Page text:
The man leading the rebels was Simon de Montfort, Earl of Leicester, who is lauded as the father of parliamentary democracy in this country, for, with the king in his custody, he called a gathering in 1265 that was the most representative ‘Commons’ yet assembled. The royal party gained its revenge at Evesham in August 1265, when de Montfort was slain, but his cause persisted.
Queen Elizabeth I’s standing could not have been higher than in 1591, when she visited Cowdray Castle and shot four deer (doing rather better than Lady Kildare who accounted for just the one). After all, the defeat of the Spanish Armada had occurred just three years earlier in 1588 when the Queen addressed her troops at Tilbury, declaring that she had “the heart and stomach of a king”.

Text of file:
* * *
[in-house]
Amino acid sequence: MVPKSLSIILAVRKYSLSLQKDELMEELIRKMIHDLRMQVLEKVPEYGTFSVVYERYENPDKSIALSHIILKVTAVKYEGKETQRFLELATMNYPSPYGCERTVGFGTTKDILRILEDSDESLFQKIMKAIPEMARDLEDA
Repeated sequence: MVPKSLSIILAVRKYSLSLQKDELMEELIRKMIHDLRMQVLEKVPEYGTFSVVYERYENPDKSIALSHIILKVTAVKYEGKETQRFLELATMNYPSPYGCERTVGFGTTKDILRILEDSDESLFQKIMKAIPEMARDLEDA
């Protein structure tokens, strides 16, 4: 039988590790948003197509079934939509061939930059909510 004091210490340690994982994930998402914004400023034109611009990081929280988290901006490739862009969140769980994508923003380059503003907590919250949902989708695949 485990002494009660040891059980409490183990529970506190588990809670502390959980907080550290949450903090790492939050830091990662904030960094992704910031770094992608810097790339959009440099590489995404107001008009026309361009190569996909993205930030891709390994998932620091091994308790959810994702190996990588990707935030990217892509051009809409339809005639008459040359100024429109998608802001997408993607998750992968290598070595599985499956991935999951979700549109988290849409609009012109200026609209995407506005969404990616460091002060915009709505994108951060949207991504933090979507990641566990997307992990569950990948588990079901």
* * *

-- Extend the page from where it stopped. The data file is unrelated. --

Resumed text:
Judging by her bow skills, she was spot on. A royal visit is always a big event and Cowdray didn’t just play host to Elizabeth. Her younger brother, Edward VI, had visited in 1552, the year before his untimely death. According to legend, Elizabeth stood under Cowdray Park’s ‘Elizabeth Oak’ to shoot a stag, presumably on that 1591 visit.
The English Civil War not only saw Arundel besieged, it also played witness to the final scene in the flight of Charles II, after he was defeated at the Battle of Worcester in September 1651 and had to exit the country fast, if he didn’t want to end up minus his head like his father Charles I, who had been executed in January 1649.
Charles II’s pell-mell dash for freedom has become the stuff of legend, including his hiding up an oak tree (hence all those pubs called the Royal Oak). He finally made it to the Sussex coast at Shoreham, where he took ship for France, and nine long years of exile, until the monarchy was restored in 1660.